“Sometimes it seems more cost effective to hang on to what you’ve got than to buy another horse, so you can try to make a go of it instead. But the longer you keep the horse, the more money is wasted. It can often be better to cut your losses, even if it means having a break while you save up again.”

Then comes emotional attachment.

“So much time and effort goes into our horses and we quickly become emotionally attached. They’re not just a horse, but our friend too, and we pour all our love into making sure they have the best life,” says Sharon. “So, when things don’t work out, it’s heartbreaking and it can take a lot of courage to let them go. Some people keep hold of an unsuitable horse for years, but never truly enjoy riding, if they ride at all.”

If in doubt, ask your trainer

“I think that trainers should be honest quite quickly about what they are seeing in front of them,” says Sharon. “If I can see that the person is never going to be able to ride the horse, or that they’re not good enough for what the rider wants to do, then I’d say so – as tactfully as I can, of course. My role is to maximise the combination’s potential. Without being able to progress forwards with the client, I would feel that they should save their money, or even spend it with an alternative coach.”

If you lack confidence in riding your horse, remember that it’s not you, it’s the horse.

“Some riders just don’t have a lot of confidence. This is fine as long as they have the right, well-behaved, confidence-giving horse,” adds Sharon. “If the horse is too much of a handful, then it’s not the rider’s fault. They’re just on the wrong horse. It seems, though, that some people will go to extreme lengths to forgive the horse anything, to the detriment of their own enjoyment and sometimes safety.”

Moving on…

“If your horse isn’t right for you, the best thing you can do is pass them on – as long as they’re sound and not dangerous, of course,” says Sharon. “Think about their welfare. If you’re not enjoying riding them, they’re probably not enjoying it very much either. Horses blossom when they find the right match and being in the wrong hands can be as stressful for your horse as it is for you.”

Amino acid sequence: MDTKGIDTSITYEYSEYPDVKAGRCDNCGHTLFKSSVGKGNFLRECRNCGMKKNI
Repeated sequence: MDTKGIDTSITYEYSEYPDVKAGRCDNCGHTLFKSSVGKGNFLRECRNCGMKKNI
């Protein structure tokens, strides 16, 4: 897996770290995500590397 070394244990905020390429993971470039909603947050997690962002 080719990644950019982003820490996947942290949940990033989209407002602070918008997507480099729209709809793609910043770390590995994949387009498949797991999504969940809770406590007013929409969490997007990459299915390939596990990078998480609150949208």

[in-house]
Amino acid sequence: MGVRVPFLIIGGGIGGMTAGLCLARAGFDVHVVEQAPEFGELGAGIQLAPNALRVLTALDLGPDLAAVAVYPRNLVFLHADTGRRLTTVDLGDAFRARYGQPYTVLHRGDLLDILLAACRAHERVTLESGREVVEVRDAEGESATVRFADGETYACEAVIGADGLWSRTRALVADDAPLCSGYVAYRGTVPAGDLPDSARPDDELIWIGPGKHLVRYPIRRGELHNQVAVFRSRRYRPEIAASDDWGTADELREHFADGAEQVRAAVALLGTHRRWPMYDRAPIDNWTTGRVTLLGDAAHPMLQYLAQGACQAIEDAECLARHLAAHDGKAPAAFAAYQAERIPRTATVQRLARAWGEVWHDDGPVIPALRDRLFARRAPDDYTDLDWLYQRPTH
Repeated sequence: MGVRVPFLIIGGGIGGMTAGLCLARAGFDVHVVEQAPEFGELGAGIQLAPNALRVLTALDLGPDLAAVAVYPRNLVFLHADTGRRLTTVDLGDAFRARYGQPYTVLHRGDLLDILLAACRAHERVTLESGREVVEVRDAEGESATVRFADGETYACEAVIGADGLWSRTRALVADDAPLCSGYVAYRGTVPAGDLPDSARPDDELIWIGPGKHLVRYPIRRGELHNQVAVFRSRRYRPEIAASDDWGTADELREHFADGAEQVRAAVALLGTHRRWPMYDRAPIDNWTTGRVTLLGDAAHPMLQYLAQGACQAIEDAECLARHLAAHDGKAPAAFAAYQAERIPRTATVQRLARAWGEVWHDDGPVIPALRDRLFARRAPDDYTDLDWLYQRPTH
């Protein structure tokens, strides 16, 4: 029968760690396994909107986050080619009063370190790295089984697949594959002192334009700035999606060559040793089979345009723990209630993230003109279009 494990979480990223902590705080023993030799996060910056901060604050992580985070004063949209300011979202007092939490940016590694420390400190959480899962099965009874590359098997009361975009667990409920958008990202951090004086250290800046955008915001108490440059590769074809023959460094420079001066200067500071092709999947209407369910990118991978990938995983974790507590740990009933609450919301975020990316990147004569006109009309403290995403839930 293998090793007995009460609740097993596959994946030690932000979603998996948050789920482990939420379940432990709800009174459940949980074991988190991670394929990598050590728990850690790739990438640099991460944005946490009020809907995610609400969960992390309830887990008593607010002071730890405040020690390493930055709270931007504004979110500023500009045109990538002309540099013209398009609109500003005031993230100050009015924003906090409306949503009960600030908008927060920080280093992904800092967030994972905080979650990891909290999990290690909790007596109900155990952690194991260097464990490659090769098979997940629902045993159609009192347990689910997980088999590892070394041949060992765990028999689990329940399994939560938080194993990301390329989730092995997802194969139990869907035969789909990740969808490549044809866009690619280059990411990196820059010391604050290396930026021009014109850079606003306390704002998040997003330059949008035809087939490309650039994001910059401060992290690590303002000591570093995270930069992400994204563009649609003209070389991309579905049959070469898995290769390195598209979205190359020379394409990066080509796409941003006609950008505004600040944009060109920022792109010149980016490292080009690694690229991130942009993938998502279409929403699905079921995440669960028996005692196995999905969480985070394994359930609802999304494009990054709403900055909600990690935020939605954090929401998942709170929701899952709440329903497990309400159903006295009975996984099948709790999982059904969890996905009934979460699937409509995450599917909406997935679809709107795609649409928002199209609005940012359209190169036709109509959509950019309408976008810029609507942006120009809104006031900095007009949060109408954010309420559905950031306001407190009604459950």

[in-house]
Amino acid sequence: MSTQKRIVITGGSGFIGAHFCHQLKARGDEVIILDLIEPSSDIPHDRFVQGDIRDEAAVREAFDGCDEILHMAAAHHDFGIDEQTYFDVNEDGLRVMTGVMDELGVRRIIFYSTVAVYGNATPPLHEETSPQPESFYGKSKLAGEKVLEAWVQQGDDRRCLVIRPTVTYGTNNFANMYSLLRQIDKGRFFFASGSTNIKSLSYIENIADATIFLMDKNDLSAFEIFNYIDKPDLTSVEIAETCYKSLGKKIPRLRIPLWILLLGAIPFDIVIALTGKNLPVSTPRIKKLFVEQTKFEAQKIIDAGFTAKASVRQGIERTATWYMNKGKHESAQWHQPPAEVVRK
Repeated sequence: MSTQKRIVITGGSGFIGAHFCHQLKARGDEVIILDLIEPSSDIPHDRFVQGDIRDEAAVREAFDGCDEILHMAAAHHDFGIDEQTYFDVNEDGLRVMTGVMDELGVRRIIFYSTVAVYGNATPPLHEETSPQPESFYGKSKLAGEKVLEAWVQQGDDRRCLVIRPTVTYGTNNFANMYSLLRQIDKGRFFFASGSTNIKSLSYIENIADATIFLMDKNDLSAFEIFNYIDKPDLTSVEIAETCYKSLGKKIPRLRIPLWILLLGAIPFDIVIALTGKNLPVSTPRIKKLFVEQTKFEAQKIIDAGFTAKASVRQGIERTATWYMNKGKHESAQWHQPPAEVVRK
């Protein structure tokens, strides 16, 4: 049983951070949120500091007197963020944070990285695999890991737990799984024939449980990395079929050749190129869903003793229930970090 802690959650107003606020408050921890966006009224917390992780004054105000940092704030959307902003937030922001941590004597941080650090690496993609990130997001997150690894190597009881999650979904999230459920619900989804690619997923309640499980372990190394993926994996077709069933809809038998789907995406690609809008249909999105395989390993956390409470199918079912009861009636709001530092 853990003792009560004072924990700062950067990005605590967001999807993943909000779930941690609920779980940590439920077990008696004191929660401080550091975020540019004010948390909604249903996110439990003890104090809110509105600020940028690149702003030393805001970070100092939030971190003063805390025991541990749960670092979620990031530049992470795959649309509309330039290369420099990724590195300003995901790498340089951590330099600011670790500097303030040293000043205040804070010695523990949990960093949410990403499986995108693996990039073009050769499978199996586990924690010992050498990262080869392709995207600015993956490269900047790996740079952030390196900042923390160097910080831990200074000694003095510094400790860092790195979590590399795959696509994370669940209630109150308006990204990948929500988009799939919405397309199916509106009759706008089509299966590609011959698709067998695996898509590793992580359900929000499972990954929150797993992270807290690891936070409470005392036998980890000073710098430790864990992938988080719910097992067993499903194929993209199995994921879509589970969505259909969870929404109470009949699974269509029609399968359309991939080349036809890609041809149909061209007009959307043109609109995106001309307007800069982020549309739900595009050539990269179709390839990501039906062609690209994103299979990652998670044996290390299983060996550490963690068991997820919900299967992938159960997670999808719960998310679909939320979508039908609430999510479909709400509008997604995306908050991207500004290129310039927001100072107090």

If you don’t want to sell them, and you don’t need the money to buy a new horse, then loaning them is an option. Remember, though, that a loan horse can be returned at any time, which may not be the outcome you want.

“To avoid being paired with the wrong horse again, get as much help as you can with the process,” advises Sharon. “Buy from someone with a strong reputation and have someone experienced to help you. They should be up to speed with what you need – and what you can cope with.

“Always have the horse vetted, although in my view they don’t need to pass with flying colours. Your new horse just needs to be fit and sound enough for whatever it is you’d like to do with them.”

Meet the expert: Eventer Sharon Hunt has ridden at the very top, including at the Olympics, World Equestrian Games, Burghley and Badminton. When she’s not riding or producing her own horses, she’s busy coaching and running clinics and camps at her amazing facilities in Suffolk. Her horse, Tankers Town, was one of the best in the world.